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    I intend to apply for the Modern History and Politics course in Oxford and I'm not sure yet which A levels to take. In the website, they say there aren't any specific A-levels required but maybe some subjects give you an advantage? I live in Greece and the British Council, apparently, offers the Edexcel exams only, so it'll be helpful if you suggested which edexcel GCEs are best. I consider English Literature, Languages (French, Italian, Spanish), Politics and Government, Biology, History, Psychology, Economics and Philosophy (I'm not sure the Ed offers it though). I must choose subjects and I've got to make sure I pick the right ones, especially since I'm an - one might call - independent student and I haven't been taught any subject in English, I'll just order some books and see what I can get out of that! :rolleyes: :dong:

    Help anyone?
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    I'd have thought History, Eng Lit, and either Economics or a language? But it's also important to think what you would enjoy doing and be good at!

    DtS
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    id definately say history and most likely politics. At a history roadshow run by Oxford i went to last year, they said theyd want a very good reason why you didnt do A level history if you never. Cant really go wrong with your third choice, a language seems to go with anything, economics is a good one from personal expierence, has helped a lot with my A level history and the approaches to history aspect of history where economic determinism is talked about. I did English Lit at AS and then dropped it. So long as your third choice is a good subject, and to a lesser extent an art (in the broader term, which includes humanities and social sciences), you cant go wrong.
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    I'm a former applicant myself. Obviously do A Level History. Politics is no better than any other humanities subject - they make it very clear that they do not discriminate based on whether you have A Level Politics, since it's basically irrelevant to the course. I strongly recommend doing English, and then choose any other relevant courses - Languages are good, Economics is good, even something scientific is fine as long as it's a 'hard' subject. I did ICT, which is acceptable as a third subject at Oxford (it isn't at Cambridge) but I wouldn't recommend it - it's just a generally messed up subject at the moment - mark schemes are all over the place and grades are very inconsistent. Plus there is an unbelievable amount of work to do for comparatively little reward.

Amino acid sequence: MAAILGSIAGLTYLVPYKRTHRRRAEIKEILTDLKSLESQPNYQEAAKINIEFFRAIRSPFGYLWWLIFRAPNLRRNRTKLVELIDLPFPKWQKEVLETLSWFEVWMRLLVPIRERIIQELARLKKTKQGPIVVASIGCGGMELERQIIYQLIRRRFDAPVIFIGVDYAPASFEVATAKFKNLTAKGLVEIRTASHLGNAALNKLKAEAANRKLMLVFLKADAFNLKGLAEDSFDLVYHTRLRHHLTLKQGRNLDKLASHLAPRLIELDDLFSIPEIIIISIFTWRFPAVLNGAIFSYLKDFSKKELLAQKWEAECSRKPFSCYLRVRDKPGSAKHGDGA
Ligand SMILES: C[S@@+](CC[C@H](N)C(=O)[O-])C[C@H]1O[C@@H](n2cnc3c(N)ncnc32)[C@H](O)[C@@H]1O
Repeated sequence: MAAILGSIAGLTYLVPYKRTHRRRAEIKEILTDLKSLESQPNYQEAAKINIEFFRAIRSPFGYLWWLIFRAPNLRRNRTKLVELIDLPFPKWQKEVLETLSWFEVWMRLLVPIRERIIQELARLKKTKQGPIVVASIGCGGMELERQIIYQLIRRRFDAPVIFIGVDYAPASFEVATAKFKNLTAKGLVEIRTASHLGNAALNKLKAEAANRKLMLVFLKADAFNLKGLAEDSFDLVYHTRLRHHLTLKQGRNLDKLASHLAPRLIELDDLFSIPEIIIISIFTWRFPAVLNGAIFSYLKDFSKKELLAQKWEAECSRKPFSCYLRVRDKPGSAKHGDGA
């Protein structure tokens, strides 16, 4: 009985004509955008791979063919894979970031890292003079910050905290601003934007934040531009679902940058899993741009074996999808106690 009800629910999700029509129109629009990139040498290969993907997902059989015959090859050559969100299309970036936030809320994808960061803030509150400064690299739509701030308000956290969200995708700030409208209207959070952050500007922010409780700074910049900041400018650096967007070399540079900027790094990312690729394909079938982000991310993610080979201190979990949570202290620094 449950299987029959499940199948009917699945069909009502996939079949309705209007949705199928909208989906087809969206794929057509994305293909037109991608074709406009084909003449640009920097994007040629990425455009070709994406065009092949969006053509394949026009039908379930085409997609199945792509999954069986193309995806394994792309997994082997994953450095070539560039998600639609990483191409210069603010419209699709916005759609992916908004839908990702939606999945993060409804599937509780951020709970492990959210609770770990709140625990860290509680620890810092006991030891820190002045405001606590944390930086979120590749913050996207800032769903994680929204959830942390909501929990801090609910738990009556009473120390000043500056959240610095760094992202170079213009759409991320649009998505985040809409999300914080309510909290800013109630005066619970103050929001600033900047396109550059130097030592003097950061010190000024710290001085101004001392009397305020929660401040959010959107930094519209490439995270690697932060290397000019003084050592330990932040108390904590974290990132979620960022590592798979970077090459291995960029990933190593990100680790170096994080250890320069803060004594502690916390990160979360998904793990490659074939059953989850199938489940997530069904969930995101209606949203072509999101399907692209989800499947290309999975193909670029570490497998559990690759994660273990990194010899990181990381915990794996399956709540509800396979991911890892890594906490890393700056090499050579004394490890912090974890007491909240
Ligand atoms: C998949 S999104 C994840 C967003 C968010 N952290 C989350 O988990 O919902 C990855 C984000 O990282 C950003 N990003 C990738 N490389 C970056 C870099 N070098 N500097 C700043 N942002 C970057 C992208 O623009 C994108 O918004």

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    Let's start with the basics: do History and (despite what Oxford say, I think you'd be a fool not to) Politics. Then just pick the two others based on your personal preference; I'd personally recommend English Literature, Philosophy and Sociology, which I did (Soc. in my A2 year). From what I hear Economics is also a strong choice, and a language is certainly worth strongly considering due to the respect they command. I don't know why, but I have a slight negative image surrounding Psychology, despite the fact I know how demanding people on the course find it.

    Finally, a word of warning about doing more than four, with the exception of General Studies and Critical Thinking. OK, maybe some people cope fine, but the universities don't require it, and to do a decent job I think it would impinge on your quality of life - i.e. take up a lot of your weekends. I did 4 "proper ones" (excluding CT) and could always have Saturdays free, except during exam time. Better to get high UMS in four than spread yourself thin and get OK As, or even one B. Some will disagree, but that's my thoughts.
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    History, Politics, a language + English/Philosophy/Economics/Maths/Another language.
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    According to this:

    http://www.admissions.ox.ac.uk/courses/enreq.shtml#tab

    History is basically compulsory, and Sociology/Politics is helpful.